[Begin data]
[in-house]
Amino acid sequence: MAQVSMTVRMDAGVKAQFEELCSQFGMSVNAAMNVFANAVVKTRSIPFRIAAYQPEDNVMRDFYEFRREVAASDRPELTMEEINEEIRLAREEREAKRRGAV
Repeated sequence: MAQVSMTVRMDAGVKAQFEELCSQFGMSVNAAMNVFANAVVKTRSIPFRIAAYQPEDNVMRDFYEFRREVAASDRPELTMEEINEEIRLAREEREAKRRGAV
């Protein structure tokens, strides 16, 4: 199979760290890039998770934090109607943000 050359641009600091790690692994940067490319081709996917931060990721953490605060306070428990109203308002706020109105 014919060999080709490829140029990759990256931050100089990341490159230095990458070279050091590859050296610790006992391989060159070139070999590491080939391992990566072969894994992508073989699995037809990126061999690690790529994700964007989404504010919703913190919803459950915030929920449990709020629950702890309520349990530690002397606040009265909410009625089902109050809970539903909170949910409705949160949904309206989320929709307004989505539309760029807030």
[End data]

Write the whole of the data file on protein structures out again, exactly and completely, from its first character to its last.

[in-house]
Amino acid sequence: MAQVSMTVRMDAGVKAQFEELCSQFGMSVNAAMNVFANAVVKTRSIPFRIAAYQPEDNVMRDFYEFRREVAASDRPELTMEEINEEIRLAREEREAKRRGAV
Repeated sequence: MAQVSMTVRMDAGVKAQFEELCSQFGMSVNAAMNVFANAVVKTRSIPFRIAAYQPEDNVMRDFYEFRREVAASDRPELTMEEINEEIRLAREEREAKRRGAV
């Protein structure tokens, strides 16, 4: 199979760290890039998770934090109607943000 050359641009600091790690692994940067490319081709996917931060990721953490605060306070428990109203308002706020109105 014919060999080709490829140029990759990256931050100089990341490159230095990458070279050091590859050296610790006992391989060159070139070999590491080939391992990566072969894994992508073989699995037809990126061999690690790529994700964007989404504010919703913190919803459950915030929920449990709020629950702890309520349990530690002397606040009265909410009625089902109050809970539903909170949910409705949160949904309206989320929709307004989505539309760029807030």